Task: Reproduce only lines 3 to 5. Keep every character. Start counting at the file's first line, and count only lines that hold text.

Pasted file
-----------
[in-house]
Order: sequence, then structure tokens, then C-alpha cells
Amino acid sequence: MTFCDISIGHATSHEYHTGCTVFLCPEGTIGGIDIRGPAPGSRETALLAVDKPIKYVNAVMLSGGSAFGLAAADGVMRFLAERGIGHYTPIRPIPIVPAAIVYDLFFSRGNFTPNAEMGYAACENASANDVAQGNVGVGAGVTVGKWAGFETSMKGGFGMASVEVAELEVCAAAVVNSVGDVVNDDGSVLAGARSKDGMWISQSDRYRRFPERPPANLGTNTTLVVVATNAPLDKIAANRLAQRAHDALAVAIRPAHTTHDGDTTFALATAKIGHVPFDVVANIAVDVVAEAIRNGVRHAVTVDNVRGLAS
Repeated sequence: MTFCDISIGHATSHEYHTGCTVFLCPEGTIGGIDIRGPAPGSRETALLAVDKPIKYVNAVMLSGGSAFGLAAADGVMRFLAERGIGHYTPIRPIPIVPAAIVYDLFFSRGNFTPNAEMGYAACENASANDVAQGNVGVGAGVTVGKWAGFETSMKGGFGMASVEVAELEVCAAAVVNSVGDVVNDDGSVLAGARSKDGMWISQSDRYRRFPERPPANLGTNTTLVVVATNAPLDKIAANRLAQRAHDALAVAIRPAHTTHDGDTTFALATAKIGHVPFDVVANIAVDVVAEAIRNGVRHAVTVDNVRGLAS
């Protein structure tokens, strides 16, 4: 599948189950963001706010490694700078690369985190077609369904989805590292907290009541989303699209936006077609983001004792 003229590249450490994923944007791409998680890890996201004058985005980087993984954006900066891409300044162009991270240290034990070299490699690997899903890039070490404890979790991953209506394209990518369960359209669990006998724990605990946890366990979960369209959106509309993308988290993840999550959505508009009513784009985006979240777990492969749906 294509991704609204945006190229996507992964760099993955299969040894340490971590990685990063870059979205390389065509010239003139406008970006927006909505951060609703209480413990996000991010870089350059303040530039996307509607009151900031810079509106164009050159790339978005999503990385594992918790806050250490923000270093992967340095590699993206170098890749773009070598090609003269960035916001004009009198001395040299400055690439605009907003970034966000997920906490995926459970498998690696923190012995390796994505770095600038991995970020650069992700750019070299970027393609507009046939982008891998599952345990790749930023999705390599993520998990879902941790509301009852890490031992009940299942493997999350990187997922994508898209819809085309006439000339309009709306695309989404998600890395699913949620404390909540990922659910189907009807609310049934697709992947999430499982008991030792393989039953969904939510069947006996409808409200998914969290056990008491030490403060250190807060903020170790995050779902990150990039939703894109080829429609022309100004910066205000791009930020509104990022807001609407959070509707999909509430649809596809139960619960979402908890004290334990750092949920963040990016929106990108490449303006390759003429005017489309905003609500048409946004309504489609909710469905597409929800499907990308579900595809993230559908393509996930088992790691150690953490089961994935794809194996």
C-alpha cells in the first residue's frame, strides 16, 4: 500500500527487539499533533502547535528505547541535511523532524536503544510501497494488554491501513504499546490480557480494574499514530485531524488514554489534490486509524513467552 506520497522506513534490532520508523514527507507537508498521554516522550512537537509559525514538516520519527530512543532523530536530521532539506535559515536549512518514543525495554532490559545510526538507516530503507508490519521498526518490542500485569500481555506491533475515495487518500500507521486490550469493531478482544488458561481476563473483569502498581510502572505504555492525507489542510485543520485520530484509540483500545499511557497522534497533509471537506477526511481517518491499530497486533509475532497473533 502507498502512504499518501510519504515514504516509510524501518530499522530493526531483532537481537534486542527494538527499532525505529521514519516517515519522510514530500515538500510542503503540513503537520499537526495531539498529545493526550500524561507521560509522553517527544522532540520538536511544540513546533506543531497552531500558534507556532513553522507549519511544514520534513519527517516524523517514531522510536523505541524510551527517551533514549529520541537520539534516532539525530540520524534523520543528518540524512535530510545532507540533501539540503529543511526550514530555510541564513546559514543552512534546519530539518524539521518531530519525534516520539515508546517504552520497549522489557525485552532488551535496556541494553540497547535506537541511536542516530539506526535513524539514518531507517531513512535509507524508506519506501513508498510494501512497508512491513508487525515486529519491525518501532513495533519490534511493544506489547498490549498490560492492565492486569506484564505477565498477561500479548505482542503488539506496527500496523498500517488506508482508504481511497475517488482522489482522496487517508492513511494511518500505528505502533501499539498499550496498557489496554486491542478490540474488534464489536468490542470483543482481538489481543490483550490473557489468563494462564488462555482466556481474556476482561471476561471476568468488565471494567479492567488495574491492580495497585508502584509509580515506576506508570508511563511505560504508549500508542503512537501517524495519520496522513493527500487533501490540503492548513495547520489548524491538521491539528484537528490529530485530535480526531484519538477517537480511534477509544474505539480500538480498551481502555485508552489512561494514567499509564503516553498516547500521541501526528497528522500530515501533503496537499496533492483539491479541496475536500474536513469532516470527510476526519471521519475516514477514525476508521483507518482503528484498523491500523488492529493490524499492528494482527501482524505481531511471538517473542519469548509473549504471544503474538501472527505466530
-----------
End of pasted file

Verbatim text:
Amino acid sequence: MTFCDISIGHATSHEYHTGCTVFLCPEGTIGGIDIRGPAPGSRETALLAVDKPIKYVNAVMLSGGSAFGLAAADGVMRFLAERGIGHYTPIRPIPIVPAAIVYDLFFSRGNFTPNAEMGYAACENASANDVAQGNVGVGAGVTVGKWAGFETSMKGGFGMASVEVAELEVCAAAVVNSVGDVVNDDGSVLAGARSKDGMWISQSDRYRRFPERPPANLGTNTTLVVVATNAPLDKIAANRLAQRAHDALAVAIRPAHTTHDGDTTFALATAKIGHVPFDVVANIAVDVVAEAIRNGVRHAVTVDNVRGLAS
Repeated sequence: MTFCDISIGHATSHEYHTGCTVFLCPEGTIGGIDIRGPAPGSRETALLAVDKPIKYVNAVMLSGGSAFGLAAADGVMRFLAERGIGHYTPIRPIPIVPAAIVYDLFFSRGNFTPNAEMGYAACENASANDVAQGNVGVGAGVTVGKWAGFETSMKGGFGMASVEVAELEVCAAAVVNSVGDVVNDDGSVLAGARSKDGMWISQSDRYRRFPERPPANLGTNTTLVVVATNAPLDKIAANRLAQRAHDALAVAIRPAHTTHDGDTTFALATAKIGHVPFDVVANIAVDVVAEAIRNGVRHAVTVDNVRGLAS
């Protein structure tokens, strides 16, 4: 599948189950963001706010490694700078690369985190077609369904989805590292907290009541989303699209936006077609983001004792 003229590249450490994923944007791409998680890890996201004058985005980087993984954006900066891409300044162009991270240290034990070299490699690997899903890039070490404890979790991953209506394209990518369960359209669990006998724990605990946890366990979960369209959106509309993308988290993840999550959505508009009513784009985006979240777990492969749906 294509991704609204945006190229996507992964760099993955299969040894340490971590990685990063870059979205390389065509010239003139406008970006927006909505951060609703209480413990996000991010870089350059303040530039996307509607009151900031810079509106164009050159790339978005999503990385594992918790806050250490923000270093992967340095590699993206170098890749773009070598090609003269960035916001004009009198001395040299400055690439605009907003970034966000997920906490995926459970498998690696923190012995390796994505770095600038991995970020650069992700750019070299970027393609507009046939982008891998599952345990790749930023999705390599993520998990879902941790509301009852890490031992009940299942493997999350990187997922994508898209819809085309006439000339309009709306695309989404998600890395699913949620404390909540990922659910189907009807609310049934697709992947999430499982008991030792393989039953969904939510069947006996409808409200998914969290056990008491030490403060250190807060903020170790995050779902990150990039939703894109080829429609022309100004910066205000791009930020509104990022807001609407959070509707999909509430649809596809139960619960979402908890004290334990750092949920963040990016929106990108490449303006390759003429005017489309905003609500048409946004309504489609909710469905597409929800499907990308579900595809993230559908393509996930088992790691150690953490089961994935794809194996």